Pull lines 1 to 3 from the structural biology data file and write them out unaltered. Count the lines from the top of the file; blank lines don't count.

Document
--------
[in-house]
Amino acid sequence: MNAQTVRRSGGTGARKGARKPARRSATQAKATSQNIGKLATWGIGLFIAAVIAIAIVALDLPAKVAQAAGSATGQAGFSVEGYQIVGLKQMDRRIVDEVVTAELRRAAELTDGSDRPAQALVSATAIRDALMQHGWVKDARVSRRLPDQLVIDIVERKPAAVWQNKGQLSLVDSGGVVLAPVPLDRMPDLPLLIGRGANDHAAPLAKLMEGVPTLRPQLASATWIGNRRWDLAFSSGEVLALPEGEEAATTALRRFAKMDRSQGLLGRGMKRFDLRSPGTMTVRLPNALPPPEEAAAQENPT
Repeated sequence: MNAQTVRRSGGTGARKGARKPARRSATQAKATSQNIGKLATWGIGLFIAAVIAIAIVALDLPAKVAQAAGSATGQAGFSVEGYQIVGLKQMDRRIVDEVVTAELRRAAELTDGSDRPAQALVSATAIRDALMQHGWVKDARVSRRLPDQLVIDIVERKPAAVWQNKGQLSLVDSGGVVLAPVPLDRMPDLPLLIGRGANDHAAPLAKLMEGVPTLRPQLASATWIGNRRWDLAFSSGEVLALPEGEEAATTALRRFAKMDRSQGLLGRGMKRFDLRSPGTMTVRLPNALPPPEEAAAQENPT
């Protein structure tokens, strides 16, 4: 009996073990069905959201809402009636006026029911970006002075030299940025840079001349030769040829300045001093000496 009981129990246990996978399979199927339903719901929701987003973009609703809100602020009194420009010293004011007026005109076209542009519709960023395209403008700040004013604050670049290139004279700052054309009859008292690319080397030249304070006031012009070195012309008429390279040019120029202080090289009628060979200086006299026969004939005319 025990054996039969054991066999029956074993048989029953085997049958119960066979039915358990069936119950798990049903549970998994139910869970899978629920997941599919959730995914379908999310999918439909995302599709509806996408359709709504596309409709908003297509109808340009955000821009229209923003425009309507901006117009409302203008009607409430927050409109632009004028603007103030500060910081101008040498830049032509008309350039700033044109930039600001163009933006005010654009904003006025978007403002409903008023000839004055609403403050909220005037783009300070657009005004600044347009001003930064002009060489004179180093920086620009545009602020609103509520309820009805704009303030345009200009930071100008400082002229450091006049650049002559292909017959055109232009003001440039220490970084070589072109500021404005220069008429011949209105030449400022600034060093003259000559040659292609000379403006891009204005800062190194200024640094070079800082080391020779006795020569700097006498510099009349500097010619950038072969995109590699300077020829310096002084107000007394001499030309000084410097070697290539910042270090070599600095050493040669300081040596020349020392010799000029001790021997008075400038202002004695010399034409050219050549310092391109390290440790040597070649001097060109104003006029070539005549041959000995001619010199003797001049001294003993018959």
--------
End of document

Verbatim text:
[in-house]
Amino acid sequence: MNAQTVRRSGGTGARKGARKPARRSATQAKATSQNIGKLATWGIGLFIAAVIAIAIVALDLPAKVAQAAGSATGQAGFSVEGYQIVGLKQMDRRIVDEVVTAELRRAAELTDGSDRPAQALVSATAIRDALMQHGWVKDARVSRRLPDQLVIDIVERKPAAVWQNKGQLSLVDSGGVVLAPVPLDRMPDLPLLIGRGANDHAAPLAKLMEGVPTLRPQLASATWIGNRRWDLAFSSGEVLALPEGEEAATTALRRFAKMDRSQGLLGRGMKRFDLRSPGTMTVRLPNALPPPEEAAAQENPT
Repeated sequence: MNAQTVRRSGGTGARKGARKPARRSATQAKATSQNIGKLATWGIGLFIAAVIAIAIVALDLPAKVAQAAGSATGQAGFSVEGYQIVGLKQMDRRIVDEVVTAELRRAAELTDGSDRPAQALVSATAIRDALMQHGWVKDARVSRRLPDQLVIDIVERKPAAVWQNKGQLSLVDSGGVVLAPVPLDRMPDLPLLIGRGANDHAAPLAKLMEGVPTLRPQLASATWIGNRRWDLAFSSGEVLALPEGEEAATTALRRFAKMDRSQGLLGRGMKRFDLRSPGTMTVRLPNALPPPEEAAAQENPT